Sourced from gnarly old vines at the glorious piece of wine history that is Sunbury’s Craiglee – Still gravity fed & using the winery structure that dates back to the mid 1800’s
I am quite a fan of the Craiglee style, but there is considerable vintage variation. In warm yrs, the big red fruits come to the fore in a style that is decidedly opulent, whilst in cooler years it is the spice and meaty pepper of cool climate Shiraz. I actual prefer the spicier wines for the long term, as the ripe vintages can lack definition.
This is undoubtedly a warm year wine, carrying the trademark red fruits shining bright (kinda like Rudolph)
First tasted at the Annual Craiglee Open Day at the end of July, it was interesting to try this compared to the 05 vintage – which seem richer and absolutely mouth filling in its generous texture. I was initially swayed by its buxom glory, yet the 06 seemed to be the purists wine, with more noticeable acidity and probably closer to my preferred style.
So I thus rather looked forward to a second drink, this time from a half bottle & tasted over three days. A rather inky, dark red colour (Its almost a boysenberry red) the nose opens up with opulent red fruits – lovely luscious redcurrant and red licorice fruits. The palate has quite powerful fruit & structure, with firm acidity (yet not natural acidity?) on a red fruit and raspberry liqueur palate. The finish is warm, with noticeable alcohol heat.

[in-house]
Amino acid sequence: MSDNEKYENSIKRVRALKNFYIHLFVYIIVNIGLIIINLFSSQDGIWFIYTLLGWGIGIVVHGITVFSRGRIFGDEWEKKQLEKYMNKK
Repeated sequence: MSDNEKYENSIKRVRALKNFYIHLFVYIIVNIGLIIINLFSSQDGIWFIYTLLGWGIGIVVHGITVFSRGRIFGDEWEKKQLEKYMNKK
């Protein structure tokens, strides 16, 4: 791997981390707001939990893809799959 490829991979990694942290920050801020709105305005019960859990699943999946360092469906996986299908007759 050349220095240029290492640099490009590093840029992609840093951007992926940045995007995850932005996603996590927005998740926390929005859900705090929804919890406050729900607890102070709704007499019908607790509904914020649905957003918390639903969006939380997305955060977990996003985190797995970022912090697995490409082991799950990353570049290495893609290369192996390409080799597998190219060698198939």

On day one, straight from the bottle it was a very firm wine indeed, so I stuck the cap back on and left it for 48 hrs. Coming back again on night three, the red fruit was still there, but the alcohol had reared up and was now the dominant factor. In fact the whole wine had taken on a brandy like heat and hardness that was not even slightly attractive.
So in the end I am very torn. I was lucky enough to try a 20 yr vertical of Craiglee Shiraz about 4 years ago that served to reinforce the sheer ageability of this wine style – besides a dip in the mid 90’s, its a surprisingly cellar-able Shiraz that really hits its straps at the 10 year mark. However I’m just not sure about this one – that hard alcohol heat isn’t going anywhere, although the rest of the wine seems built for the long haul. 17.3/20
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